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Just a Drill: Oswego Fire, Police Departments Conduct Active Shooter Training

Paramedics bring stretchers to transport victims during a training drill at Oswego East High School. Credit: Shannon Antinori
Paramedics bring stretchers to transport victims during a training drill at Oswego East High School. Credit: Shannon Antinori
The first call came in at around 8:50 a.m.: Gunshots at a local high school. 

As police descended on the scene, more information came trickling in: First, reports of three victims shot, then five, then an unknown number of victims. First responders moved quickly, rushing to the school as updates continued to roll in from dispatchers.

It's a nightmarish scenario — one that happens all too often in the United States, but one we hope never happens close to home.

On Friday, Oswego first responders partnered with area hospitals, police and fire departments to conduct an active shooter drill with mass casualties, making sure they're prepared if the unthinkable should ever happen. The drill took place at Oswego East High School, 1525 Harvey Road, with staging areas at nearby schools and Wheatland Salem Church.

Oswego Police Capt. Jeff Burgner said while police routinely conduct tactical drills, Friday's training was focused more on coordinating with other emergency responders and hospitals to get victims transported and out of harm's way as quickly and smoothly as possible.

The June 6 training was coordinated by the Oswego Fire Protection District.

In addition to Oswego police and fire, Kendall County Sheriff's Department and Joliet police were also on scene, in addition to firefighter/paramedics from Bristol-Kendall, Little Rock Fox, Plainfield, Aurora, Aurora Township, Hinckley, Naperville, Newark, Sandwich and North Aurora.

Assistant Fire Chief Josh Flanders said 40 actors portraying gunshot victims were taken to Rush-Copley and Mercy Medical Center in Aurora.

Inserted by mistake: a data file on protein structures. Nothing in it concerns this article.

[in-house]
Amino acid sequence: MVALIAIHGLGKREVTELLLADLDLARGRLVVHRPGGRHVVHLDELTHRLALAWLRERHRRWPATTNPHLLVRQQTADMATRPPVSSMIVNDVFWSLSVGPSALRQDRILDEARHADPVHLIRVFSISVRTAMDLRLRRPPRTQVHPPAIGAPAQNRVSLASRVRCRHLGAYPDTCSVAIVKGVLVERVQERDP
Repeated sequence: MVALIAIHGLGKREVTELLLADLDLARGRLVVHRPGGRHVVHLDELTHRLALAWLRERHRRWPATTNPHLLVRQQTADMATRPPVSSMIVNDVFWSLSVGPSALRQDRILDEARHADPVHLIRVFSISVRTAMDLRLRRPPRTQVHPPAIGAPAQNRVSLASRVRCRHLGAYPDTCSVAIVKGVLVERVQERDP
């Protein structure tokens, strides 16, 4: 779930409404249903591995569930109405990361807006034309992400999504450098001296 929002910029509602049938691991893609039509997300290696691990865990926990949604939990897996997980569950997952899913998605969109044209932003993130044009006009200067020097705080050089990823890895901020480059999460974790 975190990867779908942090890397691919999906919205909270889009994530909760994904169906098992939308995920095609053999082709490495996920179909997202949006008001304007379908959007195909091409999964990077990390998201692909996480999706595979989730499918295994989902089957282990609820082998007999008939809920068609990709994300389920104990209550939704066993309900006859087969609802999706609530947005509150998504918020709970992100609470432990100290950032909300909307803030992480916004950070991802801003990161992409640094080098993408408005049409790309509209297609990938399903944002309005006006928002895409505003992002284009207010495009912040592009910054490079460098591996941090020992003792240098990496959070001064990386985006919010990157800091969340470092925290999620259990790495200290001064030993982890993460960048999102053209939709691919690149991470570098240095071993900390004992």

"The hospitals are geared up too as if there were a mass casualty," Flanders said.

In addition to about 70 student volunteers from Oswego School District, roughly 40 adults also signed up to portray victims and frantic parents, rushing to the school and the hospitals to inquire about their children.

In the active shooter scenario, an actor portrayed a shooter who began firing on students gathered in the cafeteria, targeting his victims from above as he stood on the second floor. 

According to reports that came in over the scanner, the shooter was in custody by 9:06 a.m.

"Our guys encountered him and they actually took him out," Burgner said, explaining that in an active shooter situation, officers are trained to get control of the threat.

Flanders said volunteers arrived early, getting to OEHS by 6 a.m. to get into character and makeup for the drill. Including first responders, Flanders said hundreds took part in the training. 

"The big key for us was the interaction" between agencies, Flanders said. "We train on our own, the police department trains on their own, the hospitals train on their own," he said. "This was about how things integrate."

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